Although merchants struggle to quantify the direct impact on sales, by now there’s little doubt that social media can play a significant role in driving sales and sustaining loyalty. But while opening new outposts on the latest “hot” social networks may hold appeal for reaching coveted demographics, there’s one fundamental aspect of social media no merchant should overlook in 2016: customer service.
As we’ve argued in the past, customer service is crucial as a differentiator in a crowded marketplace — and social media is increasingly an important touchpoint shoppers use to address their customer service needs. Increasingly, more and more consumers are turning to popular social networks for direct communication with merchants. Some two-thirds of U.S. consumers have used social media to receive customer service assistance, according to JD Powers.
Furthermore, plenty of evidence exists to suggest that social media plays a significant role when interactions go awry and shoppers turn to the Internet to share their stores. Fully 39 percent of consumers say they’ve shared negative experiences with friends and family, and more than 1 in 10 have posted negative reviews on sites such as Yelp or critical comments on their own — or a brand’s — Facebook page. Merchants with robust social customer service teams in place can act quickly to respond before flames are fanned into a firestorm.
To cover the bases, then, merchants might be tempted to multiply service outposts across social networks. But consumers have steep expectations for speed and resolution when it comes to social service: for example, 42% of consumers expect a response to a social media support request within the hour, according to a survey by the Northridge Group.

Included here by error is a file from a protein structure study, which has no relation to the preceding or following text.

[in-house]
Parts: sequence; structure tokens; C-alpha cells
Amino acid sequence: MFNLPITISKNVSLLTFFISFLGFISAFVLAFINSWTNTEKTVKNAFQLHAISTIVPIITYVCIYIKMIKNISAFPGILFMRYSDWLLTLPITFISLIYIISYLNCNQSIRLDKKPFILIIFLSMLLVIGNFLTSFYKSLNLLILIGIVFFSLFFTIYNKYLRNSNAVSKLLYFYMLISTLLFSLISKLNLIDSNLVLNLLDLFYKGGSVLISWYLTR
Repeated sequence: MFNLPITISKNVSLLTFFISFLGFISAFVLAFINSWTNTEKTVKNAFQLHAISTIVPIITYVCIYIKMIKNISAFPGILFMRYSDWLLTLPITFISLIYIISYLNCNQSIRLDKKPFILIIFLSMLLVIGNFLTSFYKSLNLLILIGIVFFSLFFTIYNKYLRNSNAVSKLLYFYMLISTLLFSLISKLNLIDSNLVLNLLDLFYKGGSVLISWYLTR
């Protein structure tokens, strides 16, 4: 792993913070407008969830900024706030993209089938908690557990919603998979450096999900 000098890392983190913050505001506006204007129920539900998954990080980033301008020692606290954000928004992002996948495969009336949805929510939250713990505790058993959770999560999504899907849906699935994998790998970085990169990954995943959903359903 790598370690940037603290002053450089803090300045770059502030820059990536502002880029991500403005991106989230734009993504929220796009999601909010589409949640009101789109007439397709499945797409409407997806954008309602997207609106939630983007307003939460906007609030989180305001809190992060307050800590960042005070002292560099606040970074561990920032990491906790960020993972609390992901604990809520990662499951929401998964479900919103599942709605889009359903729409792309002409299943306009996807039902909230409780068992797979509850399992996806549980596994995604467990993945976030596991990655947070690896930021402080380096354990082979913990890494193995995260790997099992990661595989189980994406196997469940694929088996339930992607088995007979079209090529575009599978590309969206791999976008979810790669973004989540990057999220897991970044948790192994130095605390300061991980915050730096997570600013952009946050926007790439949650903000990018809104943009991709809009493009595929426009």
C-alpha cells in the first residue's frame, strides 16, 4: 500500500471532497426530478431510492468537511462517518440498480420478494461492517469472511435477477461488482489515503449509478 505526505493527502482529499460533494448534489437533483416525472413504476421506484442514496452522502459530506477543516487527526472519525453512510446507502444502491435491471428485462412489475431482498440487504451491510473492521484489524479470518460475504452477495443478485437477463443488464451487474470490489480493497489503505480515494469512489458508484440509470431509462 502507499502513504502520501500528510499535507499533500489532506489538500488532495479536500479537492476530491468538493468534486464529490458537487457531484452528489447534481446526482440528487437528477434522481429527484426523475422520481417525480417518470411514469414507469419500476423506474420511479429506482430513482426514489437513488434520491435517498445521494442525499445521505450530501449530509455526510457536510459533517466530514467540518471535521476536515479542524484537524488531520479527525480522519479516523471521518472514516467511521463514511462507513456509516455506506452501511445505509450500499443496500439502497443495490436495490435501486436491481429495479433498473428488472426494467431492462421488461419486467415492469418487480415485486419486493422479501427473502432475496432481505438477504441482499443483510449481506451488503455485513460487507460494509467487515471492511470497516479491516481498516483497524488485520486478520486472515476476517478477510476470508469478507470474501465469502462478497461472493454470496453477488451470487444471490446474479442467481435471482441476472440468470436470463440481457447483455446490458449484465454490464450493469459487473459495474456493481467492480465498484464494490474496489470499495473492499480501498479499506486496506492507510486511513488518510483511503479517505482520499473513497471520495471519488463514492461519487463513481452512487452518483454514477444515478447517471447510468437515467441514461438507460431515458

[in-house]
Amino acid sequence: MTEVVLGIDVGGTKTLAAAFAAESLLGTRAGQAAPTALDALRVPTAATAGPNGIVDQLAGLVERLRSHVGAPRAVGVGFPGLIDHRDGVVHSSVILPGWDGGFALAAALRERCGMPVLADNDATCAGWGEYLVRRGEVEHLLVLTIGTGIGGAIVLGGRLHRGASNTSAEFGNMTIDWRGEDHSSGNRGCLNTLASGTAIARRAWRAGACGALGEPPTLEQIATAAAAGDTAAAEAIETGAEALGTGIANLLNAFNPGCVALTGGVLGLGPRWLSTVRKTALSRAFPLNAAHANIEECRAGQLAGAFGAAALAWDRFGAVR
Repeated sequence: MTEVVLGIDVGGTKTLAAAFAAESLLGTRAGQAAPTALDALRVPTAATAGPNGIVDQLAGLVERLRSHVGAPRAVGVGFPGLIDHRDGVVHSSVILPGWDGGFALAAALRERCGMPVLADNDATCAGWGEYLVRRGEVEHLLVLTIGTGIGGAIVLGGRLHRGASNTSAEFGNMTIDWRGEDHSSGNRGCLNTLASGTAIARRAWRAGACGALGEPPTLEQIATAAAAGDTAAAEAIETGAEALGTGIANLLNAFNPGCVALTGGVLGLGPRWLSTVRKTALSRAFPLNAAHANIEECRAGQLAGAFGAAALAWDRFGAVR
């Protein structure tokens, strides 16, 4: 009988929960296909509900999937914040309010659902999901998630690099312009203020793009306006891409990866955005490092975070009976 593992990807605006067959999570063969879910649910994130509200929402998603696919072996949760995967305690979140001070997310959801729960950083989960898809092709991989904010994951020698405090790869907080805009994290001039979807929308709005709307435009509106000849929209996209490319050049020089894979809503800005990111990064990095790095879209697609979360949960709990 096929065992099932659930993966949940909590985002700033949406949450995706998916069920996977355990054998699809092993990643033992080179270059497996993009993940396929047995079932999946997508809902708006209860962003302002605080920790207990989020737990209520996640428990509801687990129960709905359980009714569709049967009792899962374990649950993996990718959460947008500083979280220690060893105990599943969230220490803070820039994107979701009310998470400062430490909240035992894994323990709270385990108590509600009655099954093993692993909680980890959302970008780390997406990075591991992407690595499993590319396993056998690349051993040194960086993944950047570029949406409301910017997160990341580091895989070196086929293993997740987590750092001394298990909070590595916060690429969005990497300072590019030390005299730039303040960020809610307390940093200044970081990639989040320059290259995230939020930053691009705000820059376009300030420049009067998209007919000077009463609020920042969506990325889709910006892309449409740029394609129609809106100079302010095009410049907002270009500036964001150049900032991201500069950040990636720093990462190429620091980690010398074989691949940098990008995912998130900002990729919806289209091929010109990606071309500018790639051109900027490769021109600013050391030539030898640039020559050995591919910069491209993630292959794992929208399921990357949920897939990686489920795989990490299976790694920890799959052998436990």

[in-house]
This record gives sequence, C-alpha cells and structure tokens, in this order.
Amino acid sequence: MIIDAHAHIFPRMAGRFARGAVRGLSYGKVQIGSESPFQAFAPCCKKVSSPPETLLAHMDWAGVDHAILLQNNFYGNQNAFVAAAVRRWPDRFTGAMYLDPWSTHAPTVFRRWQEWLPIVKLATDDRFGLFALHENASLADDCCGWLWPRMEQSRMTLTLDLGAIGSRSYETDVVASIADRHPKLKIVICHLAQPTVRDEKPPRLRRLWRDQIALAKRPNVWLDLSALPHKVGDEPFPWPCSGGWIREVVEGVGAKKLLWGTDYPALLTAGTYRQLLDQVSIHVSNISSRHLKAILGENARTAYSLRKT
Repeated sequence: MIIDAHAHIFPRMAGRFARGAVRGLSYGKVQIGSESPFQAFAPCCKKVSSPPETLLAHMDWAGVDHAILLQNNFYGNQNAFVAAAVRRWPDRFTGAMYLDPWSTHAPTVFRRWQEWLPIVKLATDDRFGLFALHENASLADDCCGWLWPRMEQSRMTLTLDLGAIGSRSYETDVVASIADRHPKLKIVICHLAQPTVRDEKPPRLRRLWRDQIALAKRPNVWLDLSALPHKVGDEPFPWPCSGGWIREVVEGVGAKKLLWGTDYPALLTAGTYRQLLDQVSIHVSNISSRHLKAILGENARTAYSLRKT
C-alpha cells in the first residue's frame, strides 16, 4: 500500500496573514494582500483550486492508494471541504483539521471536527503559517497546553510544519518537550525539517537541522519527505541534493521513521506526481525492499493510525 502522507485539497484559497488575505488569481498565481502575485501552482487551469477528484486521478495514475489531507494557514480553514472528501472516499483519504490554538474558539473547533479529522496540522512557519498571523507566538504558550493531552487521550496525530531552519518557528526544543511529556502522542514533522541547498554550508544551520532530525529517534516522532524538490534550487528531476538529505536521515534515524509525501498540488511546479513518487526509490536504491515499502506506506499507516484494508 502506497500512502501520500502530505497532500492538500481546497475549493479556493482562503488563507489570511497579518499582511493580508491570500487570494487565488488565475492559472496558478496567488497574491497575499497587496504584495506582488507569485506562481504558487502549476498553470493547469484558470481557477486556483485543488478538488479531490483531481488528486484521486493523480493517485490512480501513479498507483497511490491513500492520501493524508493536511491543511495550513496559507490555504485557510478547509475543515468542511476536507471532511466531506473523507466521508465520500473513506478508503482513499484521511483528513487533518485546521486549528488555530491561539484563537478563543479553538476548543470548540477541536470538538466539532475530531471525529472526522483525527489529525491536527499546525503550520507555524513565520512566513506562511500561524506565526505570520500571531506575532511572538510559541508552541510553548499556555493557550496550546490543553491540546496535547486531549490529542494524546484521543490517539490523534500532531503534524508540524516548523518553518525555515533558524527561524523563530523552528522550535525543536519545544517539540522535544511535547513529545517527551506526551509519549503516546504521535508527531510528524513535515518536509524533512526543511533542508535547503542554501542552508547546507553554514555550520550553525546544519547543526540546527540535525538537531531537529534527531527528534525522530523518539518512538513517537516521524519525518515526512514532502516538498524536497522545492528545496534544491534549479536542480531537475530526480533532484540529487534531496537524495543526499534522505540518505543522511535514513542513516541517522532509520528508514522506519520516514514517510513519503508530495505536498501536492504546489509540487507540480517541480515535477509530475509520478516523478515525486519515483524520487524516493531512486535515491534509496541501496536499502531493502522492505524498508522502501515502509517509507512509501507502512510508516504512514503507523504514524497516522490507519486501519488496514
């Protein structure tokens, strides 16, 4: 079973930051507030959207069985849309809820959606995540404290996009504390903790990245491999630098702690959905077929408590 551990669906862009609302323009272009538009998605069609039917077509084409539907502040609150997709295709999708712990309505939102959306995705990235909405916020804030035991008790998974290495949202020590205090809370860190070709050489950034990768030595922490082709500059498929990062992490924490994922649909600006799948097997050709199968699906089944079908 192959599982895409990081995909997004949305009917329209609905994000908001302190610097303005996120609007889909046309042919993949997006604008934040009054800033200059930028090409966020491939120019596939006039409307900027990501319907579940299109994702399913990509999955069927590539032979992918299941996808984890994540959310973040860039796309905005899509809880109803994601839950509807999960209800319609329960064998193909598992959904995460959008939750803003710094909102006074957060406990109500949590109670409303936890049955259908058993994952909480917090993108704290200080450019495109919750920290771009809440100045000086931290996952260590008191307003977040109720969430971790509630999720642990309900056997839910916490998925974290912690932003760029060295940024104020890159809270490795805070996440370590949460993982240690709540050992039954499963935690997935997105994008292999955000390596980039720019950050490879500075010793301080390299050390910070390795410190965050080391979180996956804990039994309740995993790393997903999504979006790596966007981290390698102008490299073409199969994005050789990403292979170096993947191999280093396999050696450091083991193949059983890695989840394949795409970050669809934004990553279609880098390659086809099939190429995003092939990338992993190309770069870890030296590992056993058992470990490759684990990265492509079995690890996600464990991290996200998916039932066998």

So in order for merchants to deliver effective social service, it’s crucial to clearly set expectations for what their brands can deliver. By fulfilling or even exceeding those self-imposed benchmarks, brands can surprise and delight followers and engender loyalty.
First, manage expectations for “always on” service — and provide alternatives.Merchants who are unable to staff social channels 24/7/365 must clearly communicate that fact and back it up with alternative options. Among the best practices:
- List every available service option everywhere, with hours. Consumers should be able to access live chat, an “800” customer service number, email support, and other social support channels from every social media touchpoint. Hours of operation should be clearly stated up-front.
- Reinforce opening and closing times with status updates. Signing off for the night and saying “hello” each morning lets social followers know when staff are available to field their requests.
- Similarly, closures for holidays should be both messaged in advance as well as that day. Related customer service information about shipping deadlines and order processing delays should be proactively communicated.
- Proactively address common questions and concerns with prominent customer service information in the social environment. Whether via a content tab in Facebook or substantive status updates on Twitter, merchants should anticipate consumers’ needs and supply the information that most frequently slows the journey along the path to purchase. By offering this always-available option within the social environment, merchants give shoppers a convenient alternative to live support.